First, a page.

Background Acne vulgaris is a common skin condition that affects 8 out of 10 people. It varies from mild to severe, and different treatments target various aspects of the disease. Propionibacterium acnes, one of the culprits involved in the pathogenesis of acne vulgaris, is the main target of all major medical treatments used. Studies conducted in recent years have shown favorable effects within the visible light spectrum for the treatment of acne vulgaris.
Objective In this study, we have evaluated the use of intense blue light within the spectral range of 415–425 nm (peak 420 nm) in the treatment of acne vulgaris.
Methods Twenty-one patients with mild to moderate facial acne were treated with blue light phototherapy. All patients were given 14-min treatment sessions twice a week for 4 weeks. Acne severity was assessed using the Leeds Technique for grading and lesion counts. Disability was assessed using the Dermatology Life Quality Index (DLQI). In addition, standard digital and cross-polarized light photographs were taken and graded by a blinded evaluator. Visual analog scale (VAS) scores and cultures for P. acnes were carried out before starting the treatment and upon completion of the treatment.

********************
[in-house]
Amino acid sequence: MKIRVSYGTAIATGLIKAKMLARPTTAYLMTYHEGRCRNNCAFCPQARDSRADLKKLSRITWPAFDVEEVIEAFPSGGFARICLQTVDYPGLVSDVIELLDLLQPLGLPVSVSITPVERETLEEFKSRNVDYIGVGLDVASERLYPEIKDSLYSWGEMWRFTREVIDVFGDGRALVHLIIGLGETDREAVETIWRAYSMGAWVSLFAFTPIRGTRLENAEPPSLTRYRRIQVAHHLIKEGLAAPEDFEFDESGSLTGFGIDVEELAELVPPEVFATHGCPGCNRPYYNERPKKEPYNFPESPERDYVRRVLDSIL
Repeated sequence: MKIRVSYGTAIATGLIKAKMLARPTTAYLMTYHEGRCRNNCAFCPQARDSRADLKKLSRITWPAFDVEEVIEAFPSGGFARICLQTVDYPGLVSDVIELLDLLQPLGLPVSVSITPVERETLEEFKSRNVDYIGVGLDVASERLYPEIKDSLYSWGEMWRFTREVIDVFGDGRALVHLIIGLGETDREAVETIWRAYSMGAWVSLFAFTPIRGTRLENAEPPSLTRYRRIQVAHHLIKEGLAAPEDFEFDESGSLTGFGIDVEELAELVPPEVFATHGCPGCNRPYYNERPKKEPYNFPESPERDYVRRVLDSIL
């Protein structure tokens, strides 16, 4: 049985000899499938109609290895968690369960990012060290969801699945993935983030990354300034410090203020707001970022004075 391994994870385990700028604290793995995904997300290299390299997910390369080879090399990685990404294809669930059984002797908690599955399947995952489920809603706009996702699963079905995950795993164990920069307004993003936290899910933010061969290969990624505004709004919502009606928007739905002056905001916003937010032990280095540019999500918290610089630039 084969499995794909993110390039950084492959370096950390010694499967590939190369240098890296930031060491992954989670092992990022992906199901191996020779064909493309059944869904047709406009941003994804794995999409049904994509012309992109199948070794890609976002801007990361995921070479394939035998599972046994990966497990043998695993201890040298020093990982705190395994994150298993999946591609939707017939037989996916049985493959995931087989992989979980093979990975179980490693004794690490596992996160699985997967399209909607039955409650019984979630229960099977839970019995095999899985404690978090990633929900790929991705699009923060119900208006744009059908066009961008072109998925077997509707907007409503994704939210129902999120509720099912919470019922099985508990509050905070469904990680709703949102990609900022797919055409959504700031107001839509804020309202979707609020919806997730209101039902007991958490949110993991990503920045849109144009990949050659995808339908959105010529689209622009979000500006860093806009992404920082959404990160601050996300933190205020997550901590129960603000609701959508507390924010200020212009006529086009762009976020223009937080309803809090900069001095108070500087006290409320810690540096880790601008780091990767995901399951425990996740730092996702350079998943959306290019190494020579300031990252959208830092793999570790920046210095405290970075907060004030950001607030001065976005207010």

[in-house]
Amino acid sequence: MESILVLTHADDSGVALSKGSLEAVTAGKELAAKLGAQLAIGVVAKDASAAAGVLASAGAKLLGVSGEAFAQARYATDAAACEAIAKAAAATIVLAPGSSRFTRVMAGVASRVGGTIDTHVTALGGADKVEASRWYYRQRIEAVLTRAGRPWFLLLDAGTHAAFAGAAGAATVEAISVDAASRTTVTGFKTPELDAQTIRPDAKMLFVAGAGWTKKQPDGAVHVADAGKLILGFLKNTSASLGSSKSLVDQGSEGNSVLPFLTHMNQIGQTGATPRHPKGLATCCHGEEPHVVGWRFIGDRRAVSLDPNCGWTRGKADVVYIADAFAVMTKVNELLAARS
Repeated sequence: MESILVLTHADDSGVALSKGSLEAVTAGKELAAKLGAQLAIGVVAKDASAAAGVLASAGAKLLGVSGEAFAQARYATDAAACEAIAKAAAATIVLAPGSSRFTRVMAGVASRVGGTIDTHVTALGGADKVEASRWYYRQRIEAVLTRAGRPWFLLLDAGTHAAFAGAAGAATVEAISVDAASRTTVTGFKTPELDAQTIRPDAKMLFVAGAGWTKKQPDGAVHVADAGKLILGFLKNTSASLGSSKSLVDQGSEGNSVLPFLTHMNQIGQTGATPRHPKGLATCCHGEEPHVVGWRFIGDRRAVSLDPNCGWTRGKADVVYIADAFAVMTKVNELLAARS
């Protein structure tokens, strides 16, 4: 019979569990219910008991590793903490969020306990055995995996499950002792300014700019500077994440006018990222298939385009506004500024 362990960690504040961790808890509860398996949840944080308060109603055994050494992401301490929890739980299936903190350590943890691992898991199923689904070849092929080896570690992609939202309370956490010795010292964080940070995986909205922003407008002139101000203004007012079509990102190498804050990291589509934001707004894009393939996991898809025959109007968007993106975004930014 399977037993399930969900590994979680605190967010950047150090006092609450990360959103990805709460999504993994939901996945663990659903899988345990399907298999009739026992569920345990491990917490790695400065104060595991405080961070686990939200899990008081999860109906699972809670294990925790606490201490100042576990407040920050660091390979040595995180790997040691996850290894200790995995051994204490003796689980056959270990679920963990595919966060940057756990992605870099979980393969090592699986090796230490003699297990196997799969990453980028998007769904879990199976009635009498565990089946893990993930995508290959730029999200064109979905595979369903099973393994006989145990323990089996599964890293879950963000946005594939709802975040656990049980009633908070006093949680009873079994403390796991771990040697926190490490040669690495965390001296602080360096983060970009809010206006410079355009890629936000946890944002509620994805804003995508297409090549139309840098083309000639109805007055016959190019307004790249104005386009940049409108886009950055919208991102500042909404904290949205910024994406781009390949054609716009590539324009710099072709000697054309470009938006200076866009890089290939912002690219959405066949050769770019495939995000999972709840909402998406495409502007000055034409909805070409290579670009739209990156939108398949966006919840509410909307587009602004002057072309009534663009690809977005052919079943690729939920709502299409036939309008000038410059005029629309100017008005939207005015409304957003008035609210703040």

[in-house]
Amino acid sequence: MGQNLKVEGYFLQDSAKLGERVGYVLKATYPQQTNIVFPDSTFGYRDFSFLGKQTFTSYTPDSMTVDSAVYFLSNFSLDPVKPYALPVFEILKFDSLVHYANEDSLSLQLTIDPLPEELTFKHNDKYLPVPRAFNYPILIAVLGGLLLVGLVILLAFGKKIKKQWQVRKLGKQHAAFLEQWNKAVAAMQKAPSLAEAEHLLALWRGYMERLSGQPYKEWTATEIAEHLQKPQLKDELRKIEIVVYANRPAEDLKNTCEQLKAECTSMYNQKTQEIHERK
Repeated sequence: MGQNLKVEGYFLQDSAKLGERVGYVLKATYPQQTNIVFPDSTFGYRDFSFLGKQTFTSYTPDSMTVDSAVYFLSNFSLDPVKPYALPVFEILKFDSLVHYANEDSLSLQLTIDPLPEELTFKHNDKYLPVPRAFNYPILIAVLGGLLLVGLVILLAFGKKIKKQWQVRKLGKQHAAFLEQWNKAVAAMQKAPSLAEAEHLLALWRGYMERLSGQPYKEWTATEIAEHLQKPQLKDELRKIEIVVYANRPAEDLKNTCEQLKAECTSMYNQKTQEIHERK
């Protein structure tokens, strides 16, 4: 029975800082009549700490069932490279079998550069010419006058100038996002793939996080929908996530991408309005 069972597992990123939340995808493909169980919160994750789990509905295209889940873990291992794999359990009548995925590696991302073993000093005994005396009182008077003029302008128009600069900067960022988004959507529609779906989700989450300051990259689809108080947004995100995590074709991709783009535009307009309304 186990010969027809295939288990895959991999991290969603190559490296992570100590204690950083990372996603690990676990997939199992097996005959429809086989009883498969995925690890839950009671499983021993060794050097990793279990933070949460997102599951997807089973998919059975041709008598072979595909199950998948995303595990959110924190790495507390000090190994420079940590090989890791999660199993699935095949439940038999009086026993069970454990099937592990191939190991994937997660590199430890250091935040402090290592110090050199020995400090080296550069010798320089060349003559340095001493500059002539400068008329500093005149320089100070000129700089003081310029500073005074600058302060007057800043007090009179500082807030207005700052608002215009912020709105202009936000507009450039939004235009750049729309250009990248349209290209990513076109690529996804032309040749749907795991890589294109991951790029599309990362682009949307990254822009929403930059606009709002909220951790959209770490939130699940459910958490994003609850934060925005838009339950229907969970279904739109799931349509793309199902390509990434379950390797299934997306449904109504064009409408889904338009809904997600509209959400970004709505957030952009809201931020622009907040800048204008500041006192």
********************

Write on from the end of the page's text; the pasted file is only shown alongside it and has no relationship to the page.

Results Significant improvement was achieved in the Leeds Acne Grade (P = 0.001). The inflammatory (P = 0.001) and noninflammatory (P = 0.06) lesion counts also improved significantly. A similar change was noted in the DLQI (P = 0.001); a degree of significance was also achieved in the patients’ and the investigators’ VAS scores (P = 0.01 and P = 0.001, respectively). P. acnes colony counts failed to show a significant decrease at the end of the treatment and remained almost constant (P = 0.660).
Conclusions We believe that blue light does appear to have some role in the management of acne and may be beneficial for the treatment of a select group of mild to moderate acne patients.